This Center on Higher Education Reform report addresses America's failing student loan structure. The authors take an in-deth look at Income Share Agreements and their potential to replace traditional student loans.
The Obama administration's plan to rate colleges based on their access, affordability, and student success measures actually just continues the administration’s focus on trying to fix higher education by regulating existing colleges and ignores the sector’s fundamental supply-side problem.
AEI scholar Andrew P. Kelly reflects on the costly student aid system and its many failures - from the high schools that grant the diplomas to the colleges that gladly take Pell Grants from the underprepared to the students who fail to complete the courses.
In response to President Obama's plan to promote college affordability through a federal college ratings system, AEI's CHER team analyzed where universities lie in terms of access, affordability, and student success. What did we find? Few colleges perform poorly on all three measures, but hardly any perform well on all three, either.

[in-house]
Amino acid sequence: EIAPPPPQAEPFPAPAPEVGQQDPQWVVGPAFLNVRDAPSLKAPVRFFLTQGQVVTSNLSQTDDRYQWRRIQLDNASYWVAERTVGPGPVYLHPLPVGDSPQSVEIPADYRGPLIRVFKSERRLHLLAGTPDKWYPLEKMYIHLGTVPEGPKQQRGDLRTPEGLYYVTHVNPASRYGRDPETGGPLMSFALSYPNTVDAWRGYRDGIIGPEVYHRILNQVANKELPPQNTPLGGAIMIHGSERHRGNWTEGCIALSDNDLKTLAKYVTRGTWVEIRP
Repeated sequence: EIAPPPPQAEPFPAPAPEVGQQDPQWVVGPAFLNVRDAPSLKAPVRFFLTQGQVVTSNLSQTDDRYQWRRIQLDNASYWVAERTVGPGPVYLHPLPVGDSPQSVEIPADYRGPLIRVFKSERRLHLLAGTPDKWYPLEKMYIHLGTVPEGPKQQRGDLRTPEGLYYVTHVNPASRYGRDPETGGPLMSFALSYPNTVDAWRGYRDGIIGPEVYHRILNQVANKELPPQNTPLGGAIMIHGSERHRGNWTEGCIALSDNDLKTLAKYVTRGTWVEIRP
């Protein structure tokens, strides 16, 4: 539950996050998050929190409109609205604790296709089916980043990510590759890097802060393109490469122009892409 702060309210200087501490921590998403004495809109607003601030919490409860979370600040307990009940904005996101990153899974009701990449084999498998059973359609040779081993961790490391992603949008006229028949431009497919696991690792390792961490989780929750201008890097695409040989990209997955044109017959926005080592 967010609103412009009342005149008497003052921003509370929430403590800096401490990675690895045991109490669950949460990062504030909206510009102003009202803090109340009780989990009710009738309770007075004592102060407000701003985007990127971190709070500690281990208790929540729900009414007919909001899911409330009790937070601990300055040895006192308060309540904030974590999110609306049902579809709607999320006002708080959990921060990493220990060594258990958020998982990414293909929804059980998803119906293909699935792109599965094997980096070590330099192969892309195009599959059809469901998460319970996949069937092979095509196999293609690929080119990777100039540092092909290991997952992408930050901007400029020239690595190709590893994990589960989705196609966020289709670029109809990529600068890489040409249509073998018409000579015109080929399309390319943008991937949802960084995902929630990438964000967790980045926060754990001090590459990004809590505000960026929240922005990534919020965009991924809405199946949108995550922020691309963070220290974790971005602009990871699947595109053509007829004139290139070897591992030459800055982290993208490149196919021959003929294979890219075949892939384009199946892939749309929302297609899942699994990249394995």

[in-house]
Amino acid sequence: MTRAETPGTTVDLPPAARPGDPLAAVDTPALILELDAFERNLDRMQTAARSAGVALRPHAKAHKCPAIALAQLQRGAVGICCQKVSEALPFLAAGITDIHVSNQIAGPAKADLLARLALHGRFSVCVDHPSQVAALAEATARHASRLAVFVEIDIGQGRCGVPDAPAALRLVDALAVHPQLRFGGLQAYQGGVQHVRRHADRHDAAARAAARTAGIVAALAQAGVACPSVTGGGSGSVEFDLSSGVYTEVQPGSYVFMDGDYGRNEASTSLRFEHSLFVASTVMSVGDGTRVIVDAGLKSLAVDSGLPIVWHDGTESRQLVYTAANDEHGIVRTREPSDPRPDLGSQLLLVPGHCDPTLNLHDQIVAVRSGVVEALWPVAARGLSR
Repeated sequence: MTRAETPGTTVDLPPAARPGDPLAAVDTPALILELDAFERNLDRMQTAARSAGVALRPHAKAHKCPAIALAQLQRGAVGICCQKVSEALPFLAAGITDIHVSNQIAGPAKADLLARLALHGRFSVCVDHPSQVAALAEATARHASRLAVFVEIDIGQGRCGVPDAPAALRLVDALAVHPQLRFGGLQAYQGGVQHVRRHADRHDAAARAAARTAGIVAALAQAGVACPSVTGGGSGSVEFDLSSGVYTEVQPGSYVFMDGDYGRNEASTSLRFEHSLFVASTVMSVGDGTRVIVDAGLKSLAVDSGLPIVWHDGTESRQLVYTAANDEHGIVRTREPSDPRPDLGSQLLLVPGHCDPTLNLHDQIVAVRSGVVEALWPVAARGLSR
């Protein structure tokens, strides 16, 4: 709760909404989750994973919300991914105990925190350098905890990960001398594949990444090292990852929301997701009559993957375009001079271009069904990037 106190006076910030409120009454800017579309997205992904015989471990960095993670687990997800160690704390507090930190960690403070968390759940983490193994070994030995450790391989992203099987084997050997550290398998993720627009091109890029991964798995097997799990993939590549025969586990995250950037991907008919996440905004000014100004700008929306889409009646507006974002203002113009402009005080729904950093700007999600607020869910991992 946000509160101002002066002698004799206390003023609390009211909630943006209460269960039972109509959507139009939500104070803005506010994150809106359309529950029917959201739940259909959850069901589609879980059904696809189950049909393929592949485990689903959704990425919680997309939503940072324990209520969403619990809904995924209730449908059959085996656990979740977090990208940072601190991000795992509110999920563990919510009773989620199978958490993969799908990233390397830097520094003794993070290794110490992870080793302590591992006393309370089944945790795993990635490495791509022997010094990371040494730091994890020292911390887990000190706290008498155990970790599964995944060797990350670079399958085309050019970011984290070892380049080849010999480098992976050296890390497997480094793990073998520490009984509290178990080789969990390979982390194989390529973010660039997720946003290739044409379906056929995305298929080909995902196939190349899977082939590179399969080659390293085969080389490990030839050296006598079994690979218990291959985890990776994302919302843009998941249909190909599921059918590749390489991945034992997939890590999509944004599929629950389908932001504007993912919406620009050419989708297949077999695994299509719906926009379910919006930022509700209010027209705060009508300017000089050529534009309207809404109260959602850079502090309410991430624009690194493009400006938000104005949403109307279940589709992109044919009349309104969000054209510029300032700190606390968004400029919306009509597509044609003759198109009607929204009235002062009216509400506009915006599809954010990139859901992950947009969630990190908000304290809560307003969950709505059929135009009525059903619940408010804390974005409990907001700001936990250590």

While college graduates are more likely to climb the economic ladder, very few low-income people make it that far. In other words, our system of postsecondary education does promote social mobility, but only for the small segment of low-income Americans who actually finish a credential.
In response to President Obama's plan to promote college affordability through a federal college ratings system, AEI's Center on Higher Education Reform analyzes the current higher education environment to see where universities lie in terms of access, affordability, and student success.
While higher eduction reforms often tout technology's ability to change the face of the institution, director of the Center on Higher education Reform, Andrew Kelly questions the current hype about technology, highlighting the need for regulatory reform first and foremost.